In a desperate bid to save what they can, the Allied Lands plan to hold a conference at Laughter Academy.  But all is not well in the witches school.  The girls are growing increasingly reckless, increasingly out of hand, preying on the mundanes below the mountain school as their tutors plot and scheme to take advantage of the chaos.  And no one seems to know why.

Emily is in no condition to intervene.  But when Lady Barb, her former tutor, asks for her help, Emily cannot refuse.  Heading to Laughter, taking up a teaching position, Emily finds herself dragged into a world of schoolgirl games, staffroom politics and a deadly plot aimed at the heart of the Allied Lands themselves …

Download a FREE SAMPLE, then purchase from the links HERE (new links being added as we speak).  Plus, Nanette’s Tale – a semi-prequel – can be found here.


20 Dec

(And Now I’ve Got Your Attention, Vote For Me)

Between 24th December and 26th December, the below books will be free to download from Amazon.  Check out the start of five great series …

The Empire’s Corps

Ark Royal

The Zero Blessing

Storm Front

Outside Context Problem

The Right Side of History Snippet II

7 Dec

I can’t post CH1, because it’s full of spoilers, but here’s the second prologue.

Prologue II

When she’d become Queen, Alassa had instituted a very simple rule.

She was not to be disturbed, she’d told her courtiers, between dinner and supper.  Not unless the matter was urgent.  Truly urgent.  She’d made it clear, and backed it up, that anyone who disturbed her without very good reason would be spending the next week as a frog in the royal frog pond.   It wasn’t something she was proud of, and she was uncomfortably aware she might miss something important because the messenger was reluctant to interrupt her, but it was vitally important for her sanity.  A reigning monarch had so little time to herself that she had to do whatever it took to make sure she got it.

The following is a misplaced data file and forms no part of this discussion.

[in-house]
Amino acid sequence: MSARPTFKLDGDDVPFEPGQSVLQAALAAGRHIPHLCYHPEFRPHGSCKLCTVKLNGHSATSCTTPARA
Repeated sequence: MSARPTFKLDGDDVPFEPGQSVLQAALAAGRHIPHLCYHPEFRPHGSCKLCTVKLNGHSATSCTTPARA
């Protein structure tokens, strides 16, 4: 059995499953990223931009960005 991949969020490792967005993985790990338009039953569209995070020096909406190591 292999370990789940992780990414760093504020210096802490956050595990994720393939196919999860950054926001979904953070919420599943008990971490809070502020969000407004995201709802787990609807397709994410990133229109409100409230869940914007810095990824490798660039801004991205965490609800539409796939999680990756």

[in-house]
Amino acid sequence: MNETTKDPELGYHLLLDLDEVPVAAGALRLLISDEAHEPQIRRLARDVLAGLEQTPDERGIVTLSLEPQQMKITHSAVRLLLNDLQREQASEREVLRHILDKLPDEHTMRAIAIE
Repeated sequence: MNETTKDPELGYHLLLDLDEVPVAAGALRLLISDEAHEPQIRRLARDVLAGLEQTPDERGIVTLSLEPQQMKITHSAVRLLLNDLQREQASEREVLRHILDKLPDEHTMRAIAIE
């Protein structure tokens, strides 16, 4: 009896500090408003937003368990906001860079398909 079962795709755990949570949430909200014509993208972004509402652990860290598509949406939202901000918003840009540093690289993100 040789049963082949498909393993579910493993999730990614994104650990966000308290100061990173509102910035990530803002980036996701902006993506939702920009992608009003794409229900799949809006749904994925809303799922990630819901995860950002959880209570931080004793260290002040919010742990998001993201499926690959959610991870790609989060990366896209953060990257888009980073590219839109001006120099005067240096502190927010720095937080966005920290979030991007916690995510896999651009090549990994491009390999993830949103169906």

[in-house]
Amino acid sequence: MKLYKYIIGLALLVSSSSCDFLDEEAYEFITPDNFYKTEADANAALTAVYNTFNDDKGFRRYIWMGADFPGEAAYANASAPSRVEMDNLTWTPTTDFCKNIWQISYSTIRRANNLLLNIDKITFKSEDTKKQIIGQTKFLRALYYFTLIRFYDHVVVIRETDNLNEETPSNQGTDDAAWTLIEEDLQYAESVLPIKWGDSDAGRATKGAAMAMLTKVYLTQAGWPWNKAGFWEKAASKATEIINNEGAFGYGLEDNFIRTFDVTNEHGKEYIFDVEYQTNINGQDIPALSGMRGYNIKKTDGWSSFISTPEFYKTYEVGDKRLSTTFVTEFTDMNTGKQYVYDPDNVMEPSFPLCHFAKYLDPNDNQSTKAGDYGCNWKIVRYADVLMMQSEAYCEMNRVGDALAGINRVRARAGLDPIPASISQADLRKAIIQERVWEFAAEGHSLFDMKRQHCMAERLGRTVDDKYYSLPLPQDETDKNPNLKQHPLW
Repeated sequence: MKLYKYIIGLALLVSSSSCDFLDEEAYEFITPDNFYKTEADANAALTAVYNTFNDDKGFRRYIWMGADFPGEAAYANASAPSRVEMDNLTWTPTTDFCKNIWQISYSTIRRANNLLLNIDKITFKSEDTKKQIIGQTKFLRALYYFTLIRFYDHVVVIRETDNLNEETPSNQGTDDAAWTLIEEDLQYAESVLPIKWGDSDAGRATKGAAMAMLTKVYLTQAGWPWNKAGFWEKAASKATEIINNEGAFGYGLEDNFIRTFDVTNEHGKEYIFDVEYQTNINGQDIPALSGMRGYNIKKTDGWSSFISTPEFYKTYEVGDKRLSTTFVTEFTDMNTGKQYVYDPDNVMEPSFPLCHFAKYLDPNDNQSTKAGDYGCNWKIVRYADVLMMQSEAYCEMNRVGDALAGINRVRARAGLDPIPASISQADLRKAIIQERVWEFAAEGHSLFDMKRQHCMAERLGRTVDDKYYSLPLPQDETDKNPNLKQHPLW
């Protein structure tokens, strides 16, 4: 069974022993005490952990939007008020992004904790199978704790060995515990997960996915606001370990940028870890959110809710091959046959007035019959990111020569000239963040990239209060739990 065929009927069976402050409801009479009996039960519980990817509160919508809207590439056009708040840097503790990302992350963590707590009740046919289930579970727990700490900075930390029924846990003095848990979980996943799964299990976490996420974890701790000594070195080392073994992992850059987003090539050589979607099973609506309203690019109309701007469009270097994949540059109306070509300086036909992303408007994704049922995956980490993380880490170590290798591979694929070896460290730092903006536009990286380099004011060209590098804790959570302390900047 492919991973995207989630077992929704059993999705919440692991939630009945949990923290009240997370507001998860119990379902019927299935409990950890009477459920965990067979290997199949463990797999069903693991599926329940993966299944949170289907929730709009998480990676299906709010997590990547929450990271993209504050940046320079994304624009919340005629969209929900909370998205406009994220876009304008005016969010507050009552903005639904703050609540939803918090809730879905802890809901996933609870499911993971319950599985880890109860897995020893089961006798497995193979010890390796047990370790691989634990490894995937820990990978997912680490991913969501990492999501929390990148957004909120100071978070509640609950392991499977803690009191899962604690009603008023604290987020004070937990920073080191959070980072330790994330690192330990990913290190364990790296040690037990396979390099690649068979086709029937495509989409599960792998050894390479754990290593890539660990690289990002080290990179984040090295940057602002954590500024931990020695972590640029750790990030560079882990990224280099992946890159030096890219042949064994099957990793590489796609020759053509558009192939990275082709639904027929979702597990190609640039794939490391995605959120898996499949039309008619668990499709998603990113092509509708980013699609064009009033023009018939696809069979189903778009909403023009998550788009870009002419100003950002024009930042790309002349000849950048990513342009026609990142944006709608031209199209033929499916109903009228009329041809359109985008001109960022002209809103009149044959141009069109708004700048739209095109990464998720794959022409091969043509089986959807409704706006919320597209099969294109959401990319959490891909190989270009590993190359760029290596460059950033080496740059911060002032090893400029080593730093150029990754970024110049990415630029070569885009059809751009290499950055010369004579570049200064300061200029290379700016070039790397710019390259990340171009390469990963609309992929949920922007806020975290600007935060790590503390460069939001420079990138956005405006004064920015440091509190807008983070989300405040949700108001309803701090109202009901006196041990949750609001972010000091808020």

It irked her, more than she would willingly admit to anyone, that she hadn’t realised just how much her father had to do until she’d inherited his throne.  The king had risen early and worked from dawn till dusk, the men of his bedchamber – his inner councillors – feeling free to interrupt him whenever they pleased.  The one advantage of being a Ruling Queen, Alassa had discovered, was that she didn’t have to keep her inner council so close, but it hadn’t taken king for her courtiers to reason out that they could send their wives, sisters and daughters instead.  Alassa would have preferred to banish them permanently, but there was no way to send them away without causing massive offense.  The last thing she needed was their husbands, brothers and sons plotting revenge.  She had enough troubles already.